The battle of Sävar
August 19 1809, R=Nikolai Michailovitsch Kamenskij S=Gustaf Wachtmeister
After occupying Finland the russian troops marched into Sweden itself. In a joint army-navy operation the last functional army of Sweden was landed in the back of the Russian troops that were camping at Umeå. Wachtmeister, who was very careful, waited too long for the supporting troops under Wrede who were supposed to come in against Umeå from the south though. Kamenskij, being a rash and aggressive opponent, immediately threw his army at the Swedes. Wachtmeister used much of his reserves during the battle at Sävar, without achieving a breakthrough. He retreated back north, to Ratan, where his troops were protected by the strong artillery of the Swedish navy, as well as landbatteries.
At about 7:30 in the morning the fighting started as the Swedish avantegardes came under fire by the attacking Russian troops. The fighting was concentrated to "Krutbrånet", a hill, over which the battle was waged time after time. The Swedish troops stood fast, although untried soldiers were thrown in. The Russians on their side, although suffering from hunger and being fatigued, fought very well. As the Russian 23rd jaegerregiment was on the offensive in the wooded terrain just north east of the battlefield and Kamenskij found that they were moving too slowly, he let his own guns shoot away two shots in the back of them. This was how Russian commanders ruthlessly could use their powers.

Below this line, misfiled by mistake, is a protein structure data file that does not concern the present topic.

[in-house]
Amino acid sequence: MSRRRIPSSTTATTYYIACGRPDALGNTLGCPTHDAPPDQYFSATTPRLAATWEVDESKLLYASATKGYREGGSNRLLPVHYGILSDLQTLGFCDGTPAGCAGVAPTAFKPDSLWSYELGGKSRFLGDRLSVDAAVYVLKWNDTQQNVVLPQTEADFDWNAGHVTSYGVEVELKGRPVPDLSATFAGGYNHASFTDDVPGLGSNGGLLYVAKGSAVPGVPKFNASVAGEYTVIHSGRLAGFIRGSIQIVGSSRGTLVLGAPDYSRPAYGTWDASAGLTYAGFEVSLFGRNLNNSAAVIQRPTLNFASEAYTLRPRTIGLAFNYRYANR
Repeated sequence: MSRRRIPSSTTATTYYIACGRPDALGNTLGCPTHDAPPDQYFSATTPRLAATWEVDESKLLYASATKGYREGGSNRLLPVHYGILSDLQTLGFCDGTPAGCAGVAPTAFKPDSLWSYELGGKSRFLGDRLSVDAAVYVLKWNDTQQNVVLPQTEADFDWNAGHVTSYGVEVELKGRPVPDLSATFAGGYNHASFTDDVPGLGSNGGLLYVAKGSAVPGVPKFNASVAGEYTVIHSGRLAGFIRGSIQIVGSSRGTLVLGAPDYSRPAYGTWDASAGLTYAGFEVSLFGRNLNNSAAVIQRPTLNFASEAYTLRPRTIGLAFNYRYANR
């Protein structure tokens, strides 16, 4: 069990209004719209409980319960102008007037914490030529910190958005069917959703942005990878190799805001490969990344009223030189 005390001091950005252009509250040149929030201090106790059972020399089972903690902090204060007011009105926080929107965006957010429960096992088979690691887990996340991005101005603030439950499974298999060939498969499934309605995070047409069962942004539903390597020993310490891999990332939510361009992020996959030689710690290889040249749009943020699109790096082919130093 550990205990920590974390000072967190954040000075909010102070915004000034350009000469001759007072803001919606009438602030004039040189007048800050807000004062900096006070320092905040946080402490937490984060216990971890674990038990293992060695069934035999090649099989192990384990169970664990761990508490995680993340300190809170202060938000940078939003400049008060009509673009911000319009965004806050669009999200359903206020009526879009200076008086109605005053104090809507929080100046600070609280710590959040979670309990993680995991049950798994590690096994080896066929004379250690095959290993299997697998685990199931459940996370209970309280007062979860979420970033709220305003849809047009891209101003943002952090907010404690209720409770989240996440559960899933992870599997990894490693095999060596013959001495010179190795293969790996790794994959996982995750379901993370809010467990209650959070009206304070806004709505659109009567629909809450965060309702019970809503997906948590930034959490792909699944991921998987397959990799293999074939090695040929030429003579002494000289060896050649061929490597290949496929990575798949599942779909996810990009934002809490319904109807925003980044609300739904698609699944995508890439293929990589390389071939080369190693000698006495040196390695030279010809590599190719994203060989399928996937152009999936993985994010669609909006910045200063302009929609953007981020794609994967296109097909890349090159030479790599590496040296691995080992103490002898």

General Anselme de Gibory had crossed the small river with nine companies Russian troops and was at this point threatening the Swedish flanks. Against these troops Wachtmeister committed the jaegerbatallion of the second brigade, Drottningens Livregemente as well as Svea Livgarde. Although the Swedish units were put in one by one, and could not develop the full strength of a collective attack, they finally beat the Russians off.
Back at Sävar village the Russian troops were at this moment winning and the Swedish were retreating over the river. The Russians now found a splendid chance to beat the Swedish in the back and under Schreider, six Russian companies passed over the river and attacked the Swedish troops, that were fighting Anselm de Gibory, in the back. This all made Wachtmeister somewhat uncertain and he now gave the order of all-out retreat. Although the Swedish army still had five companies in reserves, the retreat was started under complaints from the troops. The Russians were too tired to follow, but Wachtmeister had thrown away a perfectly good victory. The battle ended about 3.00 in the afternoon.
Swedish losses were about 758 dead and wounded, while the Russians lost about 1.312 dead and wounded. A hard defeat for the Swedish army, since the beaten forces had been Sweden's last effective operational regiments. Sävar indeed concluded the entire war.
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